Originally Posted by modafoto
And God only knows what the fish do in it!
If I had been present at the creation, I would have given some useful hints for the better arrangement of the Universe.
Alfonso the Wise, 1221-1284
That's a good idea i'll use from now on. Much cheaper than de-ionised water. The water in Bristol is so hard it almost comes out the tap in lumps! Make great tea though.
Originally Posted by Dave Miller
There are 10 types of people in this world - those who understand binary and those who don't.
Morten, In the late 60's I was refused water on a ferry to Copenhagen. They told me I could habe beer or soda vand, becasue water is what the ship was sailing in.
This statement is wrong. Hardness is defined as the combined concentration of calcium and magnesium ions in the water. Boiling will not remove these ions from water.
Originally Posted by GeorgesGiralt
Kirk - www.keyesphoto.com
So, here's a question from someone who's been doing a lot of dfilm evelopment at home and is trying to settle down his techniques to a consistent grind:
I've been using distilled water for all chemistry mixing, prewets, rinsing, etc to avoid any problems, and have had good luck with avoiding particulates on my negs, spotting, etc. However, as you can imagine, the costs of distilled water, while not earth-shattering, are also not insignificant.
I've been considering refilling my distilled bottles with filtered water from the supermarket (much cheaper), which should deal with the particulates. Is this a good/bad idea?
If I were to test either this filtered water, or my tap water, for its suitability in photographic uses, how should I test it (I'm assuming PH strips would be a good start), and what should I test for? Could taking my water to the local water authority for an analysis be a good step as well?
Sponsored Ad. (Subscribers to APUG have the option to remove this ad.)
Try using distilled in just the final wash as I mentioned above. This cleaned up the small amount of grit I had and probably cut the price by 95%.
Boiling will make some of the minerals fall out as a precipitate which can be filtered out. Possibly the ions recombine at the higher energy levels to form solids? - dunno, not a chemist, but it does happen - have a look in the bottom of your kettle. Don't know what percentage of minerals are extracted in this manner tho...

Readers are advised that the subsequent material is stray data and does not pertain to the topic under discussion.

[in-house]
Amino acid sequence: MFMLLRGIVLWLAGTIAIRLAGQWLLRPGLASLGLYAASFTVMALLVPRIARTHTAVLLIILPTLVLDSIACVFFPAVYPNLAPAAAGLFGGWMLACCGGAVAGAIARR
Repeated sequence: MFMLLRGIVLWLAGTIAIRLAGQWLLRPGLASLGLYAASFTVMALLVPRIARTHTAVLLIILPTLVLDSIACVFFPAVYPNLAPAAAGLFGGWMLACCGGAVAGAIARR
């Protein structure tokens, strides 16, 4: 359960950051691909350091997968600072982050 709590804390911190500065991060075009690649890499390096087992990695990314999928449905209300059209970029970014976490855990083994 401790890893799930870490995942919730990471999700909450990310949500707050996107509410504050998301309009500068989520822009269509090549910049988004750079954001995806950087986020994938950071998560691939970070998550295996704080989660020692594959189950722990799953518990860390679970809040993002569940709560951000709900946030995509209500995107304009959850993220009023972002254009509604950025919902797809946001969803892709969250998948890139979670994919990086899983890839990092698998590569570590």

Boiling drives out oxygen and other gasses such as chlorine and whatever other gunk the authorities put in the water to make it safe to drink, and kills live organisms. Personally, I use whatever comes out the tap except for mixing stock solutions and a final film rinse, for which I use de-ionised water from the local car spares centre. Possibly if I was more concerned, I would use it for making up the working solutions and pre-soak too, but I'm not, so I don't... I did get drying marks occasionally before I started using de-ionised (+ wetting agent) for a final rinse but do not any more.
That of course explains why the pot I boil water in is always coated with white stuff. Only the molecules are removed, not the ions.
Originally Posted by Kirk Keyes
Boiling water vaporises some of it, raising the concentration of salts. Boil emough (or have hard enough water), and you get a saturated solution with some salts falling out as solids. So even if some solids are removed, the water ends up with MORE salts in it.
Originally Posted by gainer
There are also some salts that are more soluble in cold water than in hot - gypsum (calcium sulfate) is an example. Heating water with dissolved gypsum makes a lot of it fall out. Some of it can then dissolve again as the water cools...
-- Ole Tjugen, Luddite Elitist
Who would have thought that water theory would come up with so much info? Oh well, for what it's worth, I found that I only need distilled water for the final rinse. Using the distilled water in the rest of the procedure caused me to under fix my film (purple-pinkies). Using the same fix bottle with regular tap on another set of the same type of film did not result in this problem. Go figure...